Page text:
Publication: Monitor Volume: 4 Issue: 231

Ukraine’s largest and oldest right-wing party, the People’s Movement (Rukh), at its ninth congress on December 12-13 nominated two candidates for the presidential elections of 1999: the party’s leader, Vyacheslav Chornovil, 61, and former Foreign Minister Hennady Udovenko, 67. The vote was far from unanimous: A number of the congress’ 742 delegates wanted to nominate a relatively young reformer, Yury Kostenko, 47, once environment and Chornobyl minister. In the congress, Chornovil’s allies insisted on the open vote, in which the tandem of Chornovil-Udovenko was backed by 415 delegates (Ukrainian 1st TV Channel, ICTV, December 13). This nomination is only the congress’ first stage. The Rukh’s decision concerning the elections is not final. The party will eventually decide on its presidential nominee at the second stage of the congress, which is to be held early next year.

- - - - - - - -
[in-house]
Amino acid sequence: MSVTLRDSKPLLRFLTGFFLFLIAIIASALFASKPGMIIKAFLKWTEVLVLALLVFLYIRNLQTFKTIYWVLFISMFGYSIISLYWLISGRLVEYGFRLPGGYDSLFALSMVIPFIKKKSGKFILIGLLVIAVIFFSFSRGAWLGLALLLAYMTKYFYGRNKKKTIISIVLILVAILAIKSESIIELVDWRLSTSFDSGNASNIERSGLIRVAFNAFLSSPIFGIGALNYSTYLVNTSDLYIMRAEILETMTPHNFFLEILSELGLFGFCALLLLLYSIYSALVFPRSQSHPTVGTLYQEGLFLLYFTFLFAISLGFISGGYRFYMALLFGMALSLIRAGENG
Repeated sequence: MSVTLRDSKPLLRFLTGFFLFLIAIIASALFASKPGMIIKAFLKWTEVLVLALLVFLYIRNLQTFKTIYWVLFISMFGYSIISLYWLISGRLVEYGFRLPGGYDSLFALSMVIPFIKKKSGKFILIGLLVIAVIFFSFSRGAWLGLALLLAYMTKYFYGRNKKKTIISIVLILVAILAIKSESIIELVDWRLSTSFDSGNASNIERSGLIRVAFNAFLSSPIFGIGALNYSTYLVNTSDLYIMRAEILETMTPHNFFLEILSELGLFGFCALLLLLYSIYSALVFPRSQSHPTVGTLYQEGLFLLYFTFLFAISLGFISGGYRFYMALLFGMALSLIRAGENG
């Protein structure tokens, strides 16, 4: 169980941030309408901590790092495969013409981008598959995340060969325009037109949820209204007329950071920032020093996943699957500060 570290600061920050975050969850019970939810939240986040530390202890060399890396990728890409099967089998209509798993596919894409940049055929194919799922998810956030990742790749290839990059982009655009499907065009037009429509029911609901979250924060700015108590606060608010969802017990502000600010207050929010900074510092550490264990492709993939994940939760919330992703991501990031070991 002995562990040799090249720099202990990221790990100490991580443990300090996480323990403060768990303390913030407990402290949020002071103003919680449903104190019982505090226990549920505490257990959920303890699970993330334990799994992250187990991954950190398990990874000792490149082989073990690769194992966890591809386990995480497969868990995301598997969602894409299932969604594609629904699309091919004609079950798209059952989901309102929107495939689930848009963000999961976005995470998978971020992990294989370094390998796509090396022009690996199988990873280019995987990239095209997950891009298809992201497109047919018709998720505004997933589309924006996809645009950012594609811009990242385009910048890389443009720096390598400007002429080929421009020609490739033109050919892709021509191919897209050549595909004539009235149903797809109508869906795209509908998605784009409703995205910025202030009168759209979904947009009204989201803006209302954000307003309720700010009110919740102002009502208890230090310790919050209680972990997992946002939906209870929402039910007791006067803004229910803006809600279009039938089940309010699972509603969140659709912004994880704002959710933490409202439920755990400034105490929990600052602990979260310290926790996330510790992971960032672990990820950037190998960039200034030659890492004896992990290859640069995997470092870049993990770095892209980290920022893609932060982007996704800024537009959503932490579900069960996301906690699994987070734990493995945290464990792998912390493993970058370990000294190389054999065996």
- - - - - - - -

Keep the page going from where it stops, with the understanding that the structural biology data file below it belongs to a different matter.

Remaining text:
The Rukh’s hesitation arises from several factors. First, the new election law has not been yet adopted (see the Monitor, December 7, about the draft law preliminarily approved in parliament). Second, the Rukh has not achieved unity concerning the presidential nomination with its right-of-center allies. The Reforms and Order Party (PRP), with which the Rukh formed an electoral bloc, has been insisting on nomination of the National Bank head, Viktor Yushchenko, who has so far been refusing to run (the Monitor, December 3). Another potential ally for the Rukh–the “party of power,” that is, the People’s Democrats (NDP)–is hesitating to throw its support behind the incumbent President Kuchma, whom they unequivocally supported at least until their congress last month. A portion of the NDP would like to join the Rukh-PRP bloc, whose leaders Chornovil and Viktor Pynzenyk have announced they would not back Kuchma’s nomination. The PRP even publicly called on Kuchma not to run for the second term (Kievskie vedomosti, December 7; Den, December 8). The absence of a single candidate from the center-right forces so far, with the elections drawing near, has been an advantage to Kuchma, thus far the strongest nonleftist candidate.–OV